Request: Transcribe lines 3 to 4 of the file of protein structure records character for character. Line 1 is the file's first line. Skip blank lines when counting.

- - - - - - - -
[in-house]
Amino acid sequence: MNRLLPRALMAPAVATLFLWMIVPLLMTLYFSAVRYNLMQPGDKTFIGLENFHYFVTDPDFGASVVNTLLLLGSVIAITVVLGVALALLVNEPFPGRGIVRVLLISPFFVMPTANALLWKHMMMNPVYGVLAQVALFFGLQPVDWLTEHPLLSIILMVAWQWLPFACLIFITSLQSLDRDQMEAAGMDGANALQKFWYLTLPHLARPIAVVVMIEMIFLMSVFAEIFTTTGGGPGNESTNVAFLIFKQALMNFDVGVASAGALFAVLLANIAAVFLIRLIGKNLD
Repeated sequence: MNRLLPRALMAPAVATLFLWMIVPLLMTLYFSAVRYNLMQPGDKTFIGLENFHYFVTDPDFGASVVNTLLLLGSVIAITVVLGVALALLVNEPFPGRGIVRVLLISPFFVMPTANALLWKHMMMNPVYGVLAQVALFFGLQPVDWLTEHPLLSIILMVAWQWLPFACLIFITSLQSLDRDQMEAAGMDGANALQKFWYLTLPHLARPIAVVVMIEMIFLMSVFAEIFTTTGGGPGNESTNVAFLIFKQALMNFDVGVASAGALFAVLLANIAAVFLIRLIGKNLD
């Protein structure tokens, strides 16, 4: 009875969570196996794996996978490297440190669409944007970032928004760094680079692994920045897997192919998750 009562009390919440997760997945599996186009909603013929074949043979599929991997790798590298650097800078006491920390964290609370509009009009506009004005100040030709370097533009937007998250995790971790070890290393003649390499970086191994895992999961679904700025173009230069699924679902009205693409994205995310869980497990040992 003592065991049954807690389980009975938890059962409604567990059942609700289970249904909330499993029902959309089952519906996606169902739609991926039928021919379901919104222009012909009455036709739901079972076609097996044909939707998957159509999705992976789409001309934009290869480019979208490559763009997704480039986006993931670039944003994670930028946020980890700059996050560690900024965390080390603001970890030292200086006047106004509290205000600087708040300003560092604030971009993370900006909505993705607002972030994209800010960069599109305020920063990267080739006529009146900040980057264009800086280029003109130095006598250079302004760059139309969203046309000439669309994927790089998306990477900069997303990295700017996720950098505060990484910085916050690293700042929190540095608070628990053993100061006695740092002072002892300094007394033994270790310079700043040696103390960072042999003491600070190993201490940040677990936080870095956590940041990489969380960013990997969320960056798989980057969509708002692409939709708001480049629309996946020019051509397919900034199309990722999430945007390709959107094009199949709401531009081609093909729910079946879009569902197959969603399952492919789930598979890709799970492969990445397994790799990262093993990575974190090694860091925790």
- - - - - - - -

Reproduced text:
Repeated sequence: MNRLLPRALMAPAVATLFLWMIVPLLMTLYFSAVRYNLMQPGDKTFIGLENFHYFVTDPDFGASVVNTLLLLGSVIAITVVLGVALALLVNEPFPGRGIVRVLLISPFFVMPTANALLWKHMMMNPVYGVLAQVALFFGLQPVDWLTEHPLLSIILMVAWQWLPFACLIFITSLQSLDRDQMEAAGMDGANALQKFWYLTLPHLARPIAVVVMIEMIFLMSVFAEIFTTTGGGPGNESTNVAFLIFKQALMNFDVGVASAGALFAVLLANIAAVFLIRLIGKNLD
């Protein structure tokens, strides 16, 4: 009875969570196996794996996978490297440190669409944007970032928004760094680079692994920045897997192919998750 009562009390919440997760997945599996186009909603013929074949043979599929991997790798590298650097800078006491920390964290609370509009009009506009004005100040030709370097533009937007998250995790971790070890290393003649390499970086191994895992999961679904700025173009230069699924679902009205693409994205995310869980497990040992 003592065991049954807690389980009975938890059962409604567990059942609700289970249904909330499993029902959309089952519906996606169902739609991926039928021919379901919104222009012909009455036709739901079972076609097996044909939707998957159509999705992976789409001309934009290869480019979208490559763009997704480039986006993931670039944003994670930028946020980890700059996050560690900024965390080390603001970890030292200086006047106004509290205000600087708040300003560092604030971009993370900006909505993705607002972030994209800010960069599109305020920063990267080739006529009146900040980057264009800086280029003109130095006598250079302004760059139309969203046309000439669309994927790089998306990477900069997303990295700017996720950098505060990484910085916050690293700042929190540095608070628990053993100061006695740092002072002892300094007394033994270790310079700043040696103390960072042999003491600070190993201490940040677990936080870095956590940041990489969380960013990997969320960056798989980057969509708002692409939709708001480049629309996946020019051509397919900034199309990722999430945007390709959107094009199949709401531009081609093909729910079946879009569902197959969603399952492919789930598979890709799970492969990445397994790799990262093993990575974190090694860091925790």